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John’s Gospel is famous for its ‘I am’ statements, revealing just who Jesus is and what he does for his followers – the good shepherd, the resurrection and the life, the light of the world, the way, the truth and the life etc. But it is less commonly noted that the final ‘I am’ statement comes here in chapter 18 in the context of Jesus’ betrayal and the start of the Gospel’s climax in the suffering, death, burial and resurrection of Jesus. Between the two references to ‘I am’ in verses 5 and 6 John makes specific mention of Judas who traitorously betrayed Jesus.
Jesus’ clear declaration that he is the Lord God himself comes with his ignominious suffering. His glory in the resurrection and ascension back to the right hand of the Father can only come through the terrible ‘cup which the Father has given him’ (18.11). What an amazing truth that YHWH/‘I am’ (see Exodus 3.14) is a suffering God. He does not sit in splendid divinity above the squalor of our human sufferings and strivings. He suffers with us and for us. The Japanese theologian K. Kitamori has written a major book on the Suffering God. He refers to Jeremiah 31.20 as the gospel in a nutshell. God’s strong compassionate love for his people causes his heart to “yearn” (a violent word of extreme suffering) for his people Ephraim. For God love and pain go hand in hand together.
When Judas and his accompanying mob say that it is Jesus of Nazareth they are looking for, Jesus unequivocally answers “I am”. In so doing he clearly claims that he is not only the expected Messiah, but that he is the Lord God himself. When the soldiers and officials hear this, they retreated and fell in awe to the ground (18.6). Normally a Jew will never dare to utter the divinely revealed name YHWH; it is too holy to pass mere human lips. But Jesus unhesitatingly uses the name with reference to himself. In his human weakness as he is betrayed and captured he does not reflect our picture of the Lord God incarnate, the one whom the Father has sent to this world to redeem his people. But perhaps our concept of God is inadequate. He is not only the Lord of glory, but also at the same time the suffering God. So when we suffer, God himself shares that bitter experience with us. When the pain of redundancy, broken relationships or cancer hits us, Jesus walks with us in it. People ask, “where was God in the Holocaust?” The answer is clear – he was in the gas chambers suffering and dying with us in our agony.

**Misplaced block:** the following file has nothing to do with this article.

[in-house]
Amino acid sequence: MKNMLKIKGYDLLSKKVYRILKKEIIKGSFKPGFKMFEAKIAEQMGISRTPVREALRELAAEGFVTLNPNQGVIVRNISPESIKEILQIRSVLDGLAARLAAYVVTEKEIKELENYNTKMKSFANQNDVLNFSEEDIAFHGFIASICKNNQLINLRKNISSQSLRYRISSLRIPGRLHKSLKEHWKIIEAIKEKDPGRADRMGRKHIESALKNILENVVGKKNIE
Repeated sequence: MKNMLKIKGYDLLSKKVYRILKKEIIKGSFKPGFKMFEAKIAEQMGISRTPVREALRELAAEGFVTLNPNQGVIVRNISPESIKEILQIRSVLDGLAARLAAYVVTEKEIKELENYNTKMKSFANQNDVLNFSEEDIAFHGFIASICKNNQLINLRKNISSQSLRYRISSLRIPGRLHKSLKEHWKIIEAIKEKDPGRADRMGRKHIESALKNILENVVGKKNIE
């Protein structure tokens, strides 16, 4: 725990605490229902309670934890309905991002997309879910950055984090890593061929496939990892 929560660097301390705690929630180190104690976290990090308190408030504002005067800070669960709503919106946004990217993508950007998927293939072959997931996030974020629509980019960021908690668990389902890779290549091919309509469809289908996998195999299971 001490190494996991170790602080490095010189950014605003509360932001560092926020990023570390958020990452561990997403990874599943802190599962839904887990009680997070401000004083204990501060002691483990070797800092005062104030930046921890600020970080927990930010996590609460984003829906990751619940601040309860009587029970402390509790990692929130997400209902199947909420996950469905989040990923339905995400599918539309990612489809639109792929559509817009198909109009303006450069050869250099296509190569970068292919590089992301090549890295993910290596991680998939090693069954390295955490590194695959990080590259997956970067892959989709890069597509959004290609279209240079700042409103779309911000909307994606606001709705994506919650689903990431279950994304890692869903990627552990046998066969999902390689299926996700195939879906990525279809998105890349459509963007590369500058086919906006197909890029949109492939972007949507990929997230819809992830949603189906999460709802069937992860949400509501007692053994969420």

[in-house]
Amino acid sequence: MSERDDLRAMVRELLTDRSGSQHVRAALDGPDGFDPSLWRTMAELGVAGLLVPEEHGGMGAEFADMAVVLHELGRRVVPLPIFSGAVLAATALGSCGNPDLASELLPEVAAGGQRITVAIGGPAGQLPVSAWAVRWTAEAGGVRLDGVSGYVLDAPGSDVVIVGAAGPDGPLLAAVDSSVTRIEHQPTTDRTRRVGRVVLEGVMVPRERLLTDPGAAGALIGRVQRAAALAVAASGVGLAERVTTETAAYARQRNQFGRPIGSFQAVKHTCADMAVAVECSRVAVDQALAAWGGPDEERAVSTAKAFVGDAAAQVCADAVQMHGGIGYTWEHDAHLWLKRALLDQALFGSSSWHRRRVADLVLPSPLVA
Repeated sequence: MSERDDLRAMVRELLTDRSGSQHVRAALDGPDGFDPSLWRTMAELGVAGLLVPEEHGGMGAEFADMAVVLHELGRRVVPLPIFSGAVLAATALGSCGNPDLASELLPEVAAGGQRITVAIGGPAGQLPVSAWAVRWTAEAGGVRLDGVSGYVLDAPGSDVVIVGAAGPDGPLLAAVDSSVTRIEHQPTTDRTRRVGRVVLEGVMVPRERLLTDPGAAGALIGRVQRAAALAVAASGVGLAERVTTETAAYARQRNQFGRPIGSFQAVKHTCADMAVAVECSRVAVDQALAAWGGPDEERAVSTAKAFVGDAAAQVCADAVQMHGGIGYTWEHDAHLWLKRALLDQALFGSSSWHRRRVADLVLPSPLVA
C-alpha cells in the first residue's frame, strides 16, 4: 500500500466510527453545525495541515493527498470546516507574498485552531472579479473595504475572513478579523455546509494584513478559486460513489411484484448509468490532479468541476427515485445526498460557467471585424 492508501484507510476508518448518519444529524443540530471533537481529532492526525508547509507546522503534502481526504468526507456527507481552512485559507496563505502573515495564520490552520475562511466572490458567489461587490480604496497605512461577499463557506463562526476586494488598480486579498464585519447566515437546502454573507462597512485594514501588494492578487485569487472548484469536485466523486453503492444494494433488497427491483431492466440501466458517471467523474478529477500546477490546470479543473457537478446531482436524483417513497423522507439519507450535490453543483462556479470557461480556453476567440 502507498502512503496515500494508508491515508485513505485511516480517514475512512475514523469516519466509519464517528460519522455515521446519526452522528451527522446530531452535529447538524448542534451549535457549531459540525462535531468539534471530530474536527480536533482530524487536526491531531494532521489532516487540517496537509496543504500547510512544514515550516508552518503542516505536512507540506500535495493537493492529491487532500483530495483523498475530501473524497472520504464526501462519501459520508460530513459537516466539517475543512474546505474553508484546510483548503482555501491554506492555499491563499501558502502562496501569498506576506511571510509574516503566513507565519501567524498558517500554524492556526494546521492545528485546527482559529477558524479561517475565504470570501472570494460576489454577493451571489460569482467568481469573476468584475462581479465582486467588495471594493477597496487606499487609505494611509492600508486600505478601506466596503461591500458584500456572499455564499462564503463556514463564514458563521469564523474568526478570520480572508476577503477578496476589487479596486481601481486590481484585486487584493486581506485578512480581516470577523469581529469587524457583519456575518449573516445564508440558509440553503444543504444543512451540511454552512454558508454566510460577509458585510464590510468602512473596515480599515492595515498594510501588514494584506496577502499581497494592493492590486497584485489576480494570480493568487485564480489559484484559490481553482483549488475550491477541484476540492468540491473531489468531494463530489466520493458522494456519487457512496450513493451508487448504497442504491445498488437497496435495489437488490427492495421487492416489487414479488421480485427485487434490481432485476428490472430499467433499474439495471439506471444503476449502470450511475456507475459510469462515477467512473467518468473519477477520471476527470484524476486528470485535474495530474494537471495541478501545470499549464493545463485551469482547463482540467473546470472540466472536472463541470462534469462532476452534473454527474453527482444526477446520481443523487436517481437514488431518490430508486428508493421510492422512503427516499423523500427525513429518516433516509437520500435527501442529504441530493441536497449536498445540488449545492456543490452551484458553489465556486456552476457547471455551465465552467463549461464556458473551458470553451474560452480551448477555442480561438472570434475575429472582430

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Malchus’ ear (18.10,11)

In these days of Islamist terrorism in the name of God it is good that we remember this event. We need to preach on this more often! Not many things are recorded in all four Gospels, but Jesus’ rejection of Peter’s use of the sword to defend him is found in all four. What a contrast with Islamist use of violence! Peter draws his sword to defend the Lord and cuts off Malchus’ right ear. For followers of Jesus there is here a clear lesson. Violence in the name of God or in attempting to defend the honour of the Lord is definitely forbidden.  This event remained so vividly in the evangelists’ memories that they even record which ear was cut off! But Jesus rejects all use of such violence. He therefore heals Malchus’ ear (Luke 22.51). Having ordered Peter to put his sword away, in John’s account Jesus proceeds immediately to assert that he must drink the cup which the Father has given him. Jesus is determined to go through with the horrors of his trial and his crucifixion. Nothing can deter him from following the path the Father has set him. The Gethsemane prayer that he might be spared from this cup of suffering  has now been replaced with the definite purpose that he should follow the will of the Father, not his own will.
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Matthew’s account of this incident leads into the strong principle that violence just breeds more violence. And Jesus points out that he doesn’t need such militant defence, for he could so easily call on the Father and he would send twelve legions of angels to fight for him (Matt.26.53). In typical fashion then Matthew records Jesus’ concern that “the Scriptures be fulfilled” (26.54). John does not record any of this. Why not? Perhaps because he is more concerned with Jesus himself – who he is and what he does. So he leaves out human principles and only records Jesus’ determination to fulfil the Father’s purposes for him. As he had finally prayed in Gethsemane, “Not my will, but yours be done” (Luke 22.42) – a model prayer for us all as we follow Jesus.